The Rich Vegetarian

An Examined Life

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What does this body feel like?

It feels like a silken quilt, the kind that you can throw over yourself in early spring, that provides the perfect amount of warmth and softness. It feels tender, especially near the nape, neck, top of the chest, clavicle, and inner arms. It feels like a little pillow of mounded flesh, soft and rounded. It is satin-smooth in places, hard and bony in others. It is lean, sometimes dry and anxious. There are cuts in tender places, scars and birthmarks, remnants of an incision from an appendectomy, vaccination and chickenpox memories. It has stretch marks that don’t owe themselves to childbirth. It has dark-light patches and vacant spaces, hollowed out. There are small curves, stable enough to rest the palms. There are lines on smooth surfaces. There is roughness, abrasions, abrasiveness, and a silhouette that hides easily.

This body feels like a good friend.

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It was a local organizing event. A young man walked up to the podium to speak. He was running for election. His experience was impressive. He had worked in government, and he had experience running his own company. He looked like a solid candidate. Did I mention how handsome he looked? He was tall and slender, his body like that of a long-distance runner. He had large, gray eyes. Soulful, I thought… A face that a poet or an artist would fall in love with. He had light brown hair, soft and wavy. He looked heart-breakingly young.

It was a few years ago that I got the chance to meet C. She was an Indian American student, a volunteer with a cultural/religious organization. The objective of our meeting was to discuss projects that we could collaborate on. She walked into the coffee shop. We spoke for thirty minutes or so. I had a tough time sticking to script because… she was so beautiful that I lost my nerve. She had lovely eyebrows, dark and arched. Her nose was narrow and angular, a tiny diamond shining on the left nostril. Her hair was messily tied up, and she looked like she had just got out of class. To me, this girl radiated effortless beauty. I felt nervous, lacking in confidence. I hardly remember what we spoke that day.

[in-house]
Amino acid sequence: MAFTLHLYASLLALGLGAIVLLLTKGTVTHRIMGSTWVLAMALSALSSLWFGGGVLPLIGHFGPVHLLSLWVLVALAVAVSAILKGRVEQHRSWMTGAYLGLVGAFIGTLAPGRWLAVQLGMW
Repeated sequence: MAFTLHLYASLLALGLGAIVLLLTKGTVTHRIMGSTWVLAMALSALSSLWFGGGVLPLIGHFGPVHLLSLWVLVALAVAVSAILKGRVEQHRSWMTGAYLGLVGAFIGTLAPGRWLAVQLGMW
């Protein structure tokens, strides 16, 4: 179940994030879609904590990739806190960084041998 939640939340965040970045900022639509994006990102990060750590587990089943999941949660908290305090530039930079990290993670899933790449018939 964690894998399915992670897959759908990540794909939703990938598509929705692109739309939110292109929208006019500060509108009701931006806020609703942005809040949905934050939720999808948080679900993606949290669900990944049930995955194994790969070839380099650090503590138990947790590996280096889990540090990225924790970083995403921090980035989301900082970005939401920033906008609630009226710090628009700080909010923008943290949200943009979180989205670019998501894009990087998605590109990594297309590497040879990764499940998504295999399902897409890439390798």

My sister had a classmate. Let’s call her M. M was tall, like basketball-player-tall. She looked like your typical Indian fashion model — lanky frame, narrow features, confident. People often remarked to her, “M, you should be a model!” Those were the days when everyone was so proud of Sushmita Sen, Aishwarya Rai, Lara Dutta and their ilk. We owned those gorgeous, intelligent ladies. However, M didn’t have fashion model aspirations. I think she had plans to study computer science.

As a young person, I was naive enough to think that beautiful people had it easier. They commanded attention effortlessly. They turned heads wherever they went. They had presence.

I am a little wiser now. For one, presence is its own thing, and beauty has scant to do with it. I have met some insipid beautiful people. They lack… something vital, essential. They have perfect features but there is no air in there. It feels stifled.

The other thing about beauty is that it can be so darned distracting. I was so dazzled by C’s effortless beauty that I could hardly focus on what she was saying, or construct a solid sentence myself. People had a hard time imagining that lovely and statuesque M, fashion model in the making, could ever be inclined towards the sciences. Our young politician had great experience, but his dashing good looks were the first thing you saw and possibly the last thing you remembered about him.

It is a little bit like having money. Money can mess with your perspective because it gives you apparent power. It makes you act in unnatural ways, and it makes others around you act unnatural, sometimes. However, you can make an attempt to hide the fact that you are a moneyed person. How do you hide your looks? How do you prevent them from becoming a distraction? Or getting in your way? Unless of course, your looks ARE paving your way.

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